Does the LDS church indulge in hypocrisy? Of course they do. I don’t know of an organization or individual who does not to some degree.
    The church favors those whose beliefs are consistent with their own and disfavor those whose beliefs are inconsistent. Wow !! Who would have thunk?

    • Just an Observer August 2, 2012 at 5:30 pm

      “The LDS church is opposed to homosexual conduct, not homosexuality itself. ”

      Please elaborate.

      • Curtis August 3, 2012 at 9:10 am

        “People inquire about our position on those who consider themselves so-called gays and lesbians. My response is that we love them as sons and daughters of God. They may have certain inclinations which are powerful and which may be difficult to control. Most people have inclinations of one kind or another at various times. If they do not act upon these inclinations, then they can go forward as do all other members of the Church. If they violate the law of chastity and the moral standards of the Church, then they are subject to the discipline of the Church, just as others are” (Gordon B. Hinckley, Ensign, Nov. 1998, 71).

        • Just an Observer August 3, 2012 at 3:21 pm

          You are validating a contradiction with a logical fallacy and furthermore falling into what is largely becoming what appears to be an intentional bait set by the author in the article. He is proving the heightened persecution complex thing flawlessly. Rather you and others like you who missed the point entirely are.

          The question is whether or not a moral imperative mandated by ANY religious group, (not just the poor thin skinned Mormons), should be at play here.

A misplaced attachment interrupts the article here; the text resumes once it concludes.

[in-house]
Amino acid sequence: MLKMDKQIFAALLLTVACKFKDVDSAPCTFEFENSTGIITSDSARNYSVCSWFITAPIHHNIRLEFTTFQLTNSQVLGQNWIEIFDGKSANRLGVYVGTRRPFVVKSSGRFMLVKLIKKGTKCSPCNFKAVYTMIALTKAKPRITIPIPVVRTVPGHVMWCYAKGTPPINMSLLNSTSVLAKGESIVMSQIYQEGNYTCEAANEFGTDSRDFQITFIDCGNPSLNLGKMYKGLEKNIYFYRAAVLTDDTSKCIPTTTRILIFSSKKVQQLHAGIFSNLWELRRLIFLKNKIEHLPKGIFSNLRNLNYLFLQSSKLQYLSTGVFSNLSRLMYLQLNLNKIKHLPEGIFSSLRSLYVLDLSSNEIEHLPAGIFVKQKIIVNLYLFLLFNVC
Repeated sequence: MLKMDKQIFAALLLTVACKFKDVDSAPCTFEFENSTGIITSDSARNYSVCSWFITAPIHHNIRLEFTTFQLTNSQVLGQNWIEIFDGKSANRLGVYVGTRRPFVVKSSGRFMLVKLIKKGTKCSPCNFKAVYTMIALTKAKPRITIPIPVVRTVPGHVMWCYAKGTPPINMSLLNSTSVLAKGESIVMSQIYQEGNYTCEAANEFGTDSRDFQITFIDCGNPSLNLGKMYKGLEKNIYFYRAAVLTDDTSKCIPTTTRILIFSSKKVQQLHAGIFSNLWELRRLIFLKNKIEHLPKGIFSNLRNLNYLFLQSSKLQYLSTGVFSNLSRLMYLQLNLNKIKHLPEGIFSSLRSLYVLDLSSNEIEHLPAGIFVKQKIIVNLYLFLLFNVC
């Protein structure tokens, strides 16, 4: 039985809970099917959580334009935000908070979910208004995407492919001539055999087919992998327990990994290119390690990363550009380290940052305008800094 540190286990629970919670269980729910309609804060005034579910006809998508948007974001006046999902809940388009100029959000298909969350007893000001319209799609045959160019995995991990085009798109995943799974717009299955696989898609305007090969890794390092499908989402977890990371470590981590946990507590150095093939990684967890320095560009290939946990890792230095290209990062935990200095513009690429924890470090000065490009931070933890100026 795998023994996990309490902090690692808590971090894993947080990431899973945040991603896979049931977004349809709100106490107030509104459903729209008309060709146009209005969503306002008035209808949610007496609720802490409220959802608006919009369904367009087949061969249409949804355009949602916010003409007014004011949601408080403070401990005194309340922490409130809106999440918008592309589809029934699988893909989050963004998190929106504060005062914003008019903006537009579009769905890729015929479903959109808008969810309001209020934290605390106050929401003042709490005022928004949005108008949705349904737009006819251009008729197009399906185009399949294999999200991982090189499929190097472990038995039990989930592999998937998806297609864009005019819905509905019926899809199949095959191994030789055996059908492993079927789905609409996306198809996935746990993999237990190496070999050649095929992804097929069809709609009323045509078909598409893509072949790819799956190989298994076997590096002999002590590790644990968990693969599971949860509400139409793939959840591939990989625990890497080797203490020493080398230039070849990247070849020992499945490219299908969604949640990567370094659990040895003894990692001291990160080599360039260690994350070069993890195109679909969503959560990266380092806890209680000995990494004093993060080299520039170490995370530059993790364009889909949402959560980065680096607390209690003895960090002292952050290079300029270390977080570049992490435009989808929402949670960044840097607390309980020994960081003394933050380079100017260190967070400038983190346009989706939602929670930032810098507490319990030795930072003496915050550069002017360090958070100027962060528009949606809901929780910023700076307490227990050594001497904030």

As for court cases thus far there is some permeability to your “and that’s that” argument.

          First, can you source these “numerous cases”?

          Second, can you think of an example where it took a few losses in court for an idea to gain the ground it needed to eventually win?

          Going out on a limb here, not speaking for the author at all, but it appears the intention was to invoke a conversation about hypocrisy and perhaps to call out some people who cry loudest when it is themselves in question but have a pretty large voice in telling others what they can and cannot do.

          The quote from Hinckley, despite its semblance of compassion, still insists a moral imperative from a religious worldview and that was the main thrust of the argument here.

          Join the conversation and come a little more prepared Curtis.

          • Curtis August 3, 2012 at 4:19 pm

            You asked the question about the LDS church’s position on homosexuals. I answered it. Religious worldviews often contain a moral imperitive. As to the cases about whether the BSA as a private organization can discriminate — try Google. I’m sure there are many instances where a cause or idea had numerous setbacks in court before it gained acceptance, but the state of current case law is what it is.